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“Social capital” refers to your relationships with those with whom you live and work, which make all of us function effectively. Since you’re in the business of building and nurturing relationships, your social capital is one of your most valuable assets.
Think about your social capital. It includes your relationships with clients, COIs, colleagues, prospects, wholesalers, broker dealers, family, friends, and community. The delicate nuance of every relationship brings us immense joy as well as frustration, anger, disappointment, and confusion. If you consider the people in your life, you know who you can’t wait to speak to because they make you laugh and those who drain your energy and who you try to avoid. You shake your head at times and find yourself saying, “I just don’t get them. They make me crazy.”
Imagine if every relationship came with a user’s manual. You could learn about what makes them tick, how they prefer to make decisions, what motivates them, what hidden fears they have, how to communicate with them so they feel understood, how they might perceive your behaviors and how you could perceive their behaviors. Imagine receiving the key that unlocks this insight and gives you personal guidance to productively use your social capital.
I give my advisor clients this user manual (it’s called “Everything DiSC®”) and coach them on how to implement it to enhance their relationships, navigate through and/or avoid conflict, increase closing ratios, communicate more insightfully, improve referability and enhance personal and team productivity. An Everything DiSC® behavioral style assessment places you in one of four quadrants (D = Dominance, I = Influence, S = Steadiness, and C = Conscientiousness). The D style includes people who are fast paced, task focused, direct, firm, strong-willed, forceful and results oriented. The I style includes people who are fast paced, people focused, outgoing, enthusiastic, optimistic, high spirited and lively. The S style includes people who are slow paced, people focused, even tempered, accommodating, patient, humble, and tactful. The C style includes people who are slow paced, task focused, analytical, reserved, precise, private and systematic. Generally, people have a primary style that influences their behavior and some have a secondary style as well.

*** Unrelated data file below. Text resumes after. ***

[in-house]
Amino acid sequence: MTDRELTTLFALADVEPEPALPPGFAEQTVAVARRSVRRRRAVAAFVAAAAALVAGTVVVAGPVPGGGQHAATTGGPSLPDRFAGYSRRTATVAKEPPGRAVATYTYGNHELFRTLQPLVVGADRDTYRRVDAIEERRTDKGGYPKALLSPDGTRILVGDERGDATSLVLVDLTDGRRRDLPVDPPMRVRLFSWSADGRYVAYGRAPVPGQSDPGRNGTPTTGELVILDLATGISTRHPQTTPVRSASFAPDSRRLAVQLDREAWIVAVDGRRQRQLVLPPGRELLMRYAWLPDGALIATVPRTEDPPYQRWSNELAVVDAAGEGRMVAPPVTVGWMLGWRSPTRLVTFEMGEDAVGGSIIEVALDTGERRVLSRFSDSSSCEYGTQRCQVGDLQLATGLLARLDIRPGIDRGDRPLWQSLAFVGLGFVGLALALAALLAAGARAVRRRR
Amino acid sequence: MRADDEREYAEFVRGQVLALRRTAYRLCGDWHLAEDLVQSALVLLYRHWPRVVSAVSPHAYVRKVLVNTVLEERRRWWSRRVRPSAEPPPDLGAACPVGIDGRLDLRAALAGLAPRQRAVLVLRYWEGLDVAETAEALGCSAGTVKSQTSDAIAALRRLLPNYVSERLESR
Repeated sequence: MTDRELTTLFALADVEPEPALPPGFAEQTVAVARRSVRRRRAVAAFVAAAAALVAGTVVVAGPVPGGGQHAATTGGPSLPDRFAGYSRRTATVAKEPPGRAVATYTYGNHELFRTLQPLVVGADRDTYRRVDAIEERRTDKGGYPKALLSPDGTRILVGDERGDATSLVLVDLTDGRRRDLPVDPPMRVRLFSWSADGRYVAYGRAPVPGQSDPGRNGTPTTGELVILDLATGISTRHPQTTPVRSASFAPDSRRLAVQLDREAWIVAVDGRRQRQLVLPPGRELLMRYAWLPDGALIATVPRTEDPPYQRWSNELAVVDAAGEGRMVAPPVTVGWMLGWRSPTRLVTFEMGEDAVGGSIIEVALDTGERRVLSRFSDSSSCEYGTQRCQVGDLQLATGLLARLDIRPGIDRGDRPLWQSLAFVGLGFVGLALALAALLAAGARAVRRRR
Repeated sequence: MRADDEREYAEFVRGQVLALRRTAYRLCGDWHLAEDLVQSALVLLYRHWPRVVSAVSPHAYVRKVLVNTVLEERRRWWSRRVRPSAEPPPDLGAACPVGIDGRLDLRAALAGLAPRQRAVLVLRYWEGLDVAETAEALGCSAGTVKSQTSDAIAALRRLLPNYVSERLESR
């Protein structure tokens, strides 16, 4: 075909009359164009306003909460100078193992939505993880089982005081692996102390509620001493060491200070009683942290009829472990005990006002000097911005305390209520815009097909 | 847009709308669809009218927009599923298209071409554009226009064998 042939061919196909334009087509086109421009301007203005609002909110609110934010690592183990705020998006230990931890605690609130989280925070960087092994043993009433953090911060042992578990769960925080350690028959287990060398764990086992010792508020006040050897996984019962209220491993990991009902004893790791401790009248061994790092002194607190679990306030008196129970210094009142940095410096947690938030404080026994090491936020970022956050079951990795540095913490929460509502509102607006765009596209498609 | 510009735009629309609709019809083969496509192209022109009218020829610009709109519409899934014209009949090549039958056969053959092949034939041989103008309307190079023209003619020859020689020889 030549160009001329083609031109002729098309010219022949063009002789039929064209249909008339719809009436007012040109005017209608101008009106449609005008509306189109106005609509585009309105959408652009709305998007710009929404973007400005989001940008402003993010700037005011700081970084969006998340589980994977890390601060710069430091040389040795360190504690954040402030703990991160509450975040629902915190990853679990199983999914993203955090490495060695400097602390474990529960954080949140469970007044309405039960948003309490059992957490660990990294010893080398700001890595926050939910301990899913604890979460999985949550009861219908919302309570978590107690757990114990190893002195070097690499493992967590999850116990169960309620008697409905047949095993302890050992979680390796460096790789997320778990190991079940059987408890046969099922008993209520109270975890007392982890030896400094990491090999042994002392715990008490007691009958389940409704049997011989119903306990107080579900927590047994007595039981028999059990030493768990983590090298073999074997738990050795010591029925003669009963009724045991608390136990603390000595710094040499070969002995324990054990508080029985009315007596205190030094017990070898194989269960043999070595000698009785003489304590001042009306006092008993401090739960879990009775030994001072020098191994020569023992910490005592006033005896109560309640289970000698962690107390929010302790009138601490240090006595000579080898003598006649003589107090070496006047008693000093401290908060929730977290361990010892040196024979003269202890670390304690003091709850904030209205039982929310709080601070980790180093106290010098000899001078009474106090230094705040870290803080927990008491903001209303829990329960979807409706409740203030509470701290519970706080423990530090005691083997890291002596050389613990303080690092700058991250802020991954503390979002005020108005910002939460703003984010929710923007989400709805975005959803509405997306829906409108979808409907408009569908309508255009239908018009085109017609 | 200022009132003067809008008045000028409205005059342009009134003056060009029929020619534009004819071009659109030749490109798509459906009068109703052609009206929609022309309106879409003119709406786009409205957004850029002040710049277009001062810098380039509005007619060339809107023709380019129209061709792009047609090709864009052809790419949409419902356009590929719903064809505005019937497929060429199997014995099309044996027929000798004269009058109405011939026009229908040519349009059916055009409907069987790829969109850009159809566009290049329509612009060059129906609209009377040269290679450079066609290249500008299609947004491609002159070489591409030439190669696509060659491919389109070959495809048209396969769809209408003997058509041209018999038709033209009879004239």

Let’s look at a couple of examples of how understanding your DiSC behavior style and the styles of the other people in your life makes a big difference in your bottom line.
One client – I’ll call him Tony – is a massive go-getter (a “D”). He is always looking for the opportunity and when he sees dollar signs, he’s ready to move fast before someone else beats him to it. He can be as driven as a dog with a bone. Tony can be perceived as being pushy and insensitive by others who are quite the opposite of him. While talking to Tony, I was discussing a referral source who is different than him. Roger (an “I”) is a fast thinker, very social, and willing to connect Tony to just about anyone. He carries a lot of influence in his network because everyone loves Roger. But that was the problem.